Hard as it may be to believe, the baby-boom generation now has its fair share of grandparents.

Once the shock of becoming a grandparent subsides, boomers often are inspired to set aside money for their pride and joys' future -- especially for college, the cost of which is skyrocketing at a rate well beyond inflation.

But contributing to an education fund is not easy, especially for boomers who are planning for retirement and perhaps helping to care for elderly parents.

As director of communications for Centre College in Danville, Ky., Mike Norris, 55, is quite familiar with the cost and importance of education. That is why he is starting a college fund for his first grandchild, Samuel, born two months ago.

Norris is still figuring out how much to contribute, but at a minimum, he will invest $500 a year, probably in a tax-favored education fund, and expects it to reap $20,000 in 15 years. If he can manage to put away $2,400 annually, Norris expects to be able to give Samuel $94,000.

Norris's 85-year-old mother plans to chip in, too. But creating a fund for Samuel or any future grandchildren will not be painless. That is because Norris is also contributing as much as he can to his own retirement fund and does not want to skimp on that.

So he plans to cut back on discretionary items -- perhaps buying a new car less frequently or taking simpler vacations.

"You realize when you get into your fifties that the next generation is your legacy for the future," Norris said. "My parents put me through college, with some help from my mother's mother, and it just seems like continuing the tradition."

Financial planners suggest boomer grandparents consider funds known as Section 529 plans. These education funds, run by states but managed privately, grow tax-free, have generous contribution limits and remain in the donor's control.

"Let's say you set it up for grandkid A, and grandkid A turns out to be a bum," said Clark Randall, a financial planner in Dallas. "You can switch it to grandkid B."

Also, if a grandmother who sets up a 529 fund has a personal financial crisis, she can use some or all of the money for herself, although it becomes subject to income taxes and a 10 percent penalty.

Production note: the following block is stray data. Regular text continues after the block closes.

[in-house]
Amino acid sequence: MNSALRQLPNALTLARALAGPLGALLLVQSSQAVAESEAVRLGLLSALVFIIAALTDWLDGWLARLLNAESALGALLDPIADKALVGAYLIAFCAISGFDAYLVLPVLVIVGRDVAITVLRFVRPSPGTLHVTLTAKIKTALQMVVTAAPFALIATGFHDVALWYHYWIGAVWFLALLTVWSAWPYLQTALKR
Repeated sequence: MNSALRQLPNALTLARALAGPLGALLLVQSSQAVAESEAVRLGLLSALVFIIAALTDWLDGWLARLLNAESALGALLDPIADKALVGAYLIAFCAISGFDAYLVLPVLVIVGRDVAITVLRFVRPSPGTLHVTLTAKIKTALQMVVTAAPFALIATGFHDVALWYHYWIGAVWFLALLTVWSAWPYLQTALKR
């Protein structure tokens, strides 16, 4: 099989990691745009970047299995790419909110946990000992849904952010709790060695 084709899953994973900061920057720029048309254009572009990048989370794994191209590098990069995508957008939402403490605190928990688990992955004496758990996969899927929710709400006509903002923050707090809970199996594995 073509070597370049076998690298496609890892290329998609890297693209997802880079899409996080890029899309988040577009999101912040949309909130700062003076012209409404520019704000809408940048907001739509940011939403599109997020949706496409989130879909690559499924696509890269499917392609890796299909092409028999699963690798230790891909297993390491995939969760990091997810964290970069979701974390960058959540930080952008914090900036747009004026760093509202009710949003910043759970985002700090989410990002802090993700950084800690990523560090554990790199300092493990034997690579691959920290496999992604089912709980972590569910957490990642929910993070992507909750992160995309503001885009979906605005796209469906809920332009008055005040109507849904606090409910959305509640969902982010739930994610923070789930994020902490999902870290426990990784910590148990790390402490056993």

Another tax-free option is a Coverdell Education Savings Account, but its contribution limit is $2,000 a year per child.

Grandparents also can set up a Roth IRA, a trust or a life insurance policy with an interest-free loan for their grandchildren, as long as they can accept that the youngsters would be free to spend the money as they choose -- not necessarily on school.

Debbie Dachowski, 56, an office manager from Oradell, N.J., buys her three grandchildren $100 savings bonds for their birthdays, Christmas or other big events. She figures the investment will help them meet education expenses or make a down payment on a car to get them to school.

"I'm just keeping them in a safe-deposit box," Dachowski said of the savings bonds. "When they get older, they'll know they're there."

A 2002 report from AARP said the average age that people become grandparents is 48 -- smack in the middle of today's age range for baby boomers, who were born between 1946 and 1964. AARP also found that 52 percent of grandparents spend money on their grandchildren's educational needs.

Younger grandparents need to begin planning for that now, said Joseph F. Hurley, an accountant who heads Savingforcollege.com LLC from Pittsford, N.Y. By the time the little ones get to college, the grandparents are likely to be retired on a fixed income and might find it harder to chip in.

That tip comes with a caveat.

"What grandparents do can affect a student's eligibility for financial aid," Hurley said. "It should be a family issue, with communication with the parents. Make sure everybody's in sync."

Mike Norris, director of communications at Centre College in Danville, Ky., is diverting some of his income to a college fund for his infant grandson.